Black Death bacteria may have felled the Roman Empire

01/28/2014 | New Scientist

Sequenced DNA from two skeletons buried in 6th-century Germany suggests that a virulent plague that struck the Roman Empire during the reign of Emperor Justinian in 541 A.D. came from a strain of Yersinia pestis, the bacteria that caused the Black Death, which struck Europe in 1348. Scientists mapped the entire genome of Y. pestis with DNA found in the skeletons' teeth, according to a study in the Lancet Infectious Diseases, which warns that it could emerge again. Study leader Hendrik Poinar of the McMaster University in Canada said that Y. pestis may not have been the sole cause of both plagues, but is more likely "part of the larger story."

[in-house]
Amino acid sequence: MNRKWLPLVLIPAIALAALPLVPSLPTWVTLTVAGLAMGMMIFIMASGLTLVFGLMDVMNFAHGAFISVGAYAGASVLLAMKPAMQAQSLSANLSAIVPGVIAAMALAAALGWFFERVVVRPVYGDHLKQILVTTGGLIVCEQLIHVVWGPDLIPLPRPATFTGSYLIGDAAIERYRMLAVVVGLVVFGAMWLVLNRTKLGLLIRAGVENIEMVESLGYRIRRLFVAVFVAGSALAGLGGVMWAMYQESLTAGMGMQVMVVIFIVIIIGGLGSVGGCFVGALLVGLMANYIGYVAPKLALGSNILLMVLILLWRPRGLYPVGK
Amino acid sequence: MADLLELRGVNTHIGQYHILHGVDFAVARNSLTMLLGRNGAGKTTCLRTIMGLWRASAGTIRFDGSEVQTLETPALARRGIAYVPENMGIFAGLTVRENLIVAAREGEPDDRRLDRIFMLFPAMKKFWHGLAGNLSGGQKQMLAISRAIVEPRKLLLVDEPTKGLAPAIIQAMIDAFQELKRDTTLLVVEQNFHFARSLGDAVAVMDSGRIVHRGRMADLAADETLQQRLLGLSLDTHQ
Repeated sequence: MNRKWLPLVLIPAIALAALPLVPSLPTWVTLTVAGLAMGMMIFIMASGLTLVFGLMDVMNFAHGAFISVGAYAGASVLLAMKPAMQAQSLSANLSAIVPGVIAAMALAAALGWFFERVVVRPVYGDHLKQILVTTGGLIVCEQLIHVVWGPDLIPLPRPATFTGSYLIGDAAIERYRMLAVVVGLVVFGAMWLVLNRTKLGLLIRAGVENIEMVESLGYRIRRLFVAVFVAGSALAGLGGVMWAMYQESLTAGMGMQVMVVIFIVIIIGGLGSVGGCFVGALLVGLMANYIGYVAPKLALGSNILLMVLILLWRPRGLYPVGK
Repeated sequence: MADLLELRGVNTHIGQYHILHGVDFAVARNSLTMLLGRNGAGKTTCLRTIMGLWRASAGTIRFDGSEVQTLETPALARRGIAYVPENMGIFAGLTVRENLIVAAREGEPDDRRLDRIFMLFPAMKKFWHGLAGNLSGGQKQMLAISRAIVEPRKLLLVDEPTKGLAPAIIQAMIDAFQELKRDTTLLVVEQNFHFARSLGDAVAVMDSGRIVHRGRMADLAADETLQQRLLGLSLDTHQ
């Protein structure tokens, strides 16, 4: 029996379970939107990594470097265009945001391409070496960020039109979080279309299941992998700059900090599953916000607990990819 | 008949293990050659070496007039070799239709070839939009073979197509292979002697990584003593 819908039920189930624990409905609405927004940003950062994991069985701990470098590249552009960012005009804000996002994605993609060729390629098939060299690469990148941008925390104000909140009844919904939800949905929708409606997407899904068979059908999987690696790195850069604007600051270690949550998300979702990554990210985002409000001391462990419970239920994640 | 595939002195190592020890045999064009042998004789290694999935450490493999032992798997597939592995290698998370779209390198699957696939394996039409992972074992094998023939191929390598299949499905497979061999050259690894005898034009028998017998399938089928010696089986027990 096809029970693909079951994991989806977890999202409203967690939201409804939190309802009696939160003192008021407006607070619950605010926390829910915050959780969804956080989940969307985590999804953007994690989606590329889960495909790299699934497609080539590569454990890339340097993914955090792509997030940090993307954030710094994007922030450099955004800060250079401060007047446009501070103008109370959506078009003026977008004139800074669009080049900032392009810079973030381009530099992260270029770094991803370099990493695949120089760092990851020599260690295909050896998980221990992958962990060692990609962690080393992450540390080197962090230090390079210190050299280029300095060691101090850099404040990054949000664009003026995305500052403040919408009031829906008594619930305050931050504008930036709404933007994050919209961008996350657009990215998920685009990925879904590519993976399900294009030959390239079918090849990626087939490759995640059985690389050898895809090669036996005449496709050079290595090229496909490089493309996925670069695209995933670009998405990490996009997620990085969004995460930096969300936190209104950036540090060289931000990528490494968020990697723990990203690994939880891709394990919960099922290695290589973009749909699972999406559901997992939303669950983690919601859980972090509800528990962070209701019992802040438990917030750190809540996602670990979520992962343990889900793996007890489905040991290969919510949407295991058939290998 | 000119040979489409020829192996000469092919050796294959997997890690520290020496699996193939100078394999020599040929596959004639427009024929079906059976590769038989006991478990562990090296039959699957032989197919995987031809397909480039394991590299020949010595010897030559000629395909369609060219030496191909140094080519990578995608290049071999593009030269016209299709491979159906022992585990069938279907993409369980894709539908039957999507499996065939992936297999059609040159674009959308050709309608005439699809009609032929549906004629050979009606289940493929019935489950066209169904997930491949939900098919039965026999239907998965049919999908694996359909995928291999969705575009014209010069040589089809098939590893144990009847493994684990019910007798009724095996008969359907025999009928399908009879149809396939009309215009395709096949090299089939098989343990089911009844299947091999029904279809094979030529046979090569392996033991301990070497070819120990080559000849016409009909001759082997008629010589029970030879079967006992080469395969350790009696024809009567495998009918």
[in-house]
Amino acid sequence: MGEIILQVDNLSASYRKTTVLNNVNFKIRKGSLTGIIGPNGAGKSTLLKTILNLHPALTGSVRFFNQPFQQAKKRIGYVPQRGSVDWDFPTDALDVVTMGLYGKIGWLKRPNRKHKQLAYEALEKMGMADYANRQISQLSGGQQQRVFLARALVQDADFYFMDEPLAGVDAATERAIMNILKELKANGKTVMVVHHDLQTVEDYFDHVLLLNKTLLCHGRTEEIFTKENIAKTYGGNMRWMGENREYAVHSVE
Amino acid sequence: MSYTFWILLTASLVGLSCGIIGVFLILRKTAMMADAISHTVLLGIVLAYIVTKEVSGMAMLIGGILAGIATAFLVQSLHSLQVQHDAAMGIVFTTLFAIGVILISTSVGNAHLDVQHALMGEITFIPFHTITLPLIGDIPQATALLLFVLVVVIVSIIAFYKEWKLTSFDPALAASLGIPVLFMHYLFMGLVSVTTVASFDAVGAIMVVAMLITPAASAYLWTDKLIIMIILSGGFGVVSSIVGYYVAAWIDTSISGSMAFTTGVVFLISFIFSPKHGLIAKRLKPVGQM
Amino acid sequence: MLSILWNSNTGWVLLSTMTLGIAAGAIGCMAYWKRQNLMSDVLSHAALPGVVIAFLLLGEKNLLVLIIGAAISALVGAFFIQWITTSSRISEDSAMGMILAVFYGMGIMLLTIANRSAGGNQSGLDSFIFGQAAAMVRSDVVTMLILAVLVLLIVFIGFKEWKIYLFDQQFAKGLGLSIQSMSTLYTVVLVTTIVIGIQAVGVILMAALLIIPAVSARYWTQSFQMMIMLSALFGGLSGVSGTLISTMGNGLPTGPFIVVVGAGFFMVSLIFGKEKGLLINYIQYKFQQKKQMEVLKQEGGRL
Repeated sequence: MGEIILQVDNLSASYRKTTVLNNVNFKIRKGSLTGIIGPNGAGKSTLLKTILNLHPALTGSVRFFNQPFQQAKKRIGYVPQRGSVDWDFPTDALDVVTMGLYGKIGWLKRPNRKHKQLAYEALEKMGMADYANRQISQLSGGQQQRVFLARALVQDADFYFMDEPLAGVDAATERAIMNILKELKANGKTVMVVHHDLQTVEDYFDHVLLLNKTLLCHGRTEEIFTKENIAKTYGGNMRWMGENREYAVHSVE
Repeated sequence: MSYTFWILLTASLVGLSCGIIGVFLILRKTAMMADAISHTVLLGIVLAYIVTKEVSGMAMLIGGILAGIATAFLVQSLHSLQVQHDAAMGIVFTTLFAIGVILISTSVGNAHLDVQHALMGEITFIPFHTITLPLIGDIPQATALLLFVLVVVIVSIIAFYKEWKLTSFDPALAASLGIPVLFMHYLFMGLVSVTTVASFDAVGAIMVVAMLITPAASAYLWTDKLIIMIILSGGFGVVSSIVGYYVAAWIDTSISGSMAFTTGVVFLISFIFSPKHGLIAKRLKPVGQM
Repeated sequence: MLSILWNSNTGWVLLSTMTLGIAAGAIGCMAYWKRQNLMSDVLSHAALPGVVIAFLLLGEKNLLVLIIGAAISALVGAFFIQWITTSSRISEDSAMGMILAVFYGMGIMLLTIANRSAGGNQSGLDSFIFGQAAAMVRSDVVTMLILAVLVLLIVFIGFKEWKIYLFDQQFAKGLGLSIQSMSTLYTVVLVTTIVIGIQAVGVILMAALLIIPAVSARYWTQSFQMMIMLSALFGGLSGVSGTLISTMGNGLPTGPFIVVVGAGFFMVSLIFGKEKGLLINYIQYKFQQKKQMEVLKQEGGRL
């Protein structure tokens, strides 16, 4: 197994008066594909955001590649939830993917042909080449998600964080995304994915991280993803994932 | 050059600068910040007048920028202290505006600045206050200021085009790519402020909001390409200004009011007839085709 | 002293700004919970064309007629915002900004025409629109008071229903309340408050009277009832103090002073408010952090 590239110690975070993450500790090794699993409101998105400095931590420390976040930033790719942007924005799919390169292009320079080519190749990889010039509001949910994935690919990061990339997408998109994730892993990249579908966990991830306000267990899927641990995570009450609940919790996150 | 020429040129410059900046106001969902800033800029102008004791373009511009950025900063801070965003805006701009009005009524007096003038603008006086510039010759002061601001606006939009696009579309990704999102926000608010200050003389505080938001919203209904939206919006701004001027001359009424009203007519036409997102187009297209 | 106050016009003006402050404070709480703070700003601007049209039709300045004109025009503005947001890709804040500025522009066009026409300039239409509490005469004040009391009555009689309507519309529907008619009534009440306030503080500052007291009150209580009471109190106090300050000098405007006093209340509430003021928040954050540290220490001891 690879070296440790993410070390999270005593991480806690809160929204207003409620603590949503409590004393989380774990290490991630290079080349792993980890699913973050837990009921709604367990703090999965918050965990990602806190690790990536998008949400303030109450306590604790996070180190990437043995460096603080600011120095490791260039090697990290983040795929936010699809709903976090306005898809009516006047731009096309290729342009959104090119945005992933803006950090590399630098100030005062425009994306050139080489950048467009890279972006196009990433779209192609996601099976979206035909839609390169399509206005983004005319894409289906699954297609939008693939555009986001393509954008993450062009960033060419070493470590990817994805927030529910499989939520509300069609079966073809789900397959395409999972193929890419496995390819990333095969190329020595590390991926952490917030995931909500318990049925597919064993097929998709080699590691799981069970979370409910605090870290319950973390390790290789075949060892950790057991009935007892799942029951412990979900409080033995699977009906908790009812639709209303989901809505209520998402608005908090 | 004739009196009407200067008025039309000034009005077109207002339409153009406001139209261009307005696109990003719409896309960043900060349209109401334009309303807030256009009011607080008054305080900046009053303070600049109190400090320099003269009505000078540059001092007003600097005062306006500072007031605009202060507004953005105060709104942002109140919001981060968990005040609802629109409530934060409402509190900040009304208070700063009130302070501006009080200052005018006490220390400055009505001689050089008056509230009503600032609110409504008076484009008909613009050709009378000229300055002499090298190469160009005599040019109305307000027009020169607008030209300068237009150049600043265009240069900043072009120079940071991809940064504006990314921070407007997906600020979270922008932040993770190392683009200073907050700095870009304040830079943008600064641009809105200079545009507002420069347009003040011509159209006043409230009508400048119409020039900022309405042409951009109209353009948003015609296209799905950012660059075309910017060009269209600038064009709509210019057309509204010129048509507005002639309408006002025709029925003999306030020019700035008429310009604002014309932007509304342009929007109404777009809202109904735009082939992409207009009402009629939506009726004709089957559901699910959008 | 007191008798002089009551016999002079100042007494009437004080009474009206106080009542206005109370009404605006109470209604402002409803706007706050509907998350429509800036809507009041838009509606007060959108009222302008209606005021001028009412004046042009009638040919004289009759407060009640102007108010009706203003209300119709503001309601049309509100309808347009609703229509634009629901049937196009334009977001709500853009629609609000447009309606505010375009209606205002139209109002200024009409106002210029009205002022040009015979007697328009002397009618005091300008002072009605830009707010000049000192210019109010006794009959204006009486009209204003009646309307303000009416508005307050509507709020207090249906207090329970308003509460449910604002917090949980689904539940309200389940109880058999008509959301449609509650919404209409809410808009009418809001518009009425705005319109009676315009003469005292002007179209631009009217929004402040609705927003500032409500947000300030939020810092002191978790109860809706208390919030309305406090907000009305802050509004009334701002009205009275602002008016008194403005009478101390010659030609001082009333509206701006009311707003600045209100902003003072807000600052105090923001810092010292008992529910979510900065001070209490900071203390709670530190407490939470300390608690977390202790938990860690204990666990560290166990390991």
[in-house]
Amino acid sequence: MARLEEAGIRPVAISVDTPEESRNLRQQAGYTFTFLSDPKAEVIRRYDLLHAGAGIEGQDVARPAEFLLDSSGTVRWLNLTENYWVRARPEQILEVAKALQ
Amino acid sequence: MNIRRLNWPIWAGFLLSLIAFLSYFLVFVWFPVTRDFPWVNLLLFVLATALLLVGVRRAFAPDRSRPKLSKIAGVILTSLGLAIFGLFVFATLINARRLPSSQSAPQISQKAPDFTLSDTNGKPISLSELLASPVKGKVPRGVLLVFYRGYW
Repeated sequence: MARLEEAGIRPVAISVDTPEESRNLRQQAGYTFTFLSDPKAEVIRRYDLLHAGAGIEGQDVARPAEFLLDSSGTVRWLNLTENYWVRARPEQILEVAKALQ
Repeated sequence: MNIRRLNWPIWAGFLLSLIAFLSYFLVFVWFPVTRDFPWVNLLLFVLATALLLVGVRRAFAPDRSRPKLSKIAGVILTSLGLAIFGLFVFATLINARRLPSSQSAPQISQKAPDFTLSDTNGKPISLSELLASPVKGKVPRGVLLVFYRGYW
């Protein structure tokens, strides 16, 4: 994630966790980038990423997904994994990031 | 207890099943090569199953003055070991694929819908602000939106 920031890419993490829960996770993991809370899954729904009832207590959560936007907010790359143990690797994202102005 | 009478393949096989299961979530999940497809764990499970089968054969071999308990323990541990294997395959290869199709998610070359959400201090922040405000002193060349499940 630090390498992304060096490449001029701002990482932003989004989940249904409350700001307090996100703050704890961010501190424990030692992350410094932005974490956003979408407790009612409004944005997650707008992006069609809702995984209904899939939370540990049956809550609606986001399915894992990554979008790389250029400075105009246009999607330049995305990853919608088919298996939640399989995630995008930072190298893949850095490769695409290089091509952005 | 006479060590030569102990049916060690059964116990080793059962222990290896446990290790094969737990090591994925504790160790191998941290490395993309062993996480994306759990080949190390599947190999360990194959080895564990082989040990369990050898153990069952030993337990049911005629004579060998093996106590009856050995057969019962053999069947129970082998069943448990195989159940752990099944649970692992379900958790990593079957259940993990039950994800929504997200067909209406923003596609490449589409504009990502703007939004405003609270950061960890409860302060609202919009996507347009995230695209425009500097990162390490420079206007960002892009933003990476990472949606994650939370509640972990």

View Full Article in:

New Scientist

Published in Brief:

SmartBrief Job Listings for Education

Job Title Company Location
K-12 Teachers Needed at Int’l Schools
The International Educator
Multiple Locations
Learning Assessment Specialist at India's Leading K12 Education Enterprise
XSEED Education (India)
Gurgaon (New Delhi Area)
RFP Specialist, Contract Position
ASCD
Alexandria, VA
Program Officer, Teacher Development
Knowles Science Teaching Foundation
Moorestown, NJ
DIRECTOR OF HEALTH AND CULTURE
BOULDER VALLEY SCHOOL DISTRICT
Boulder, CO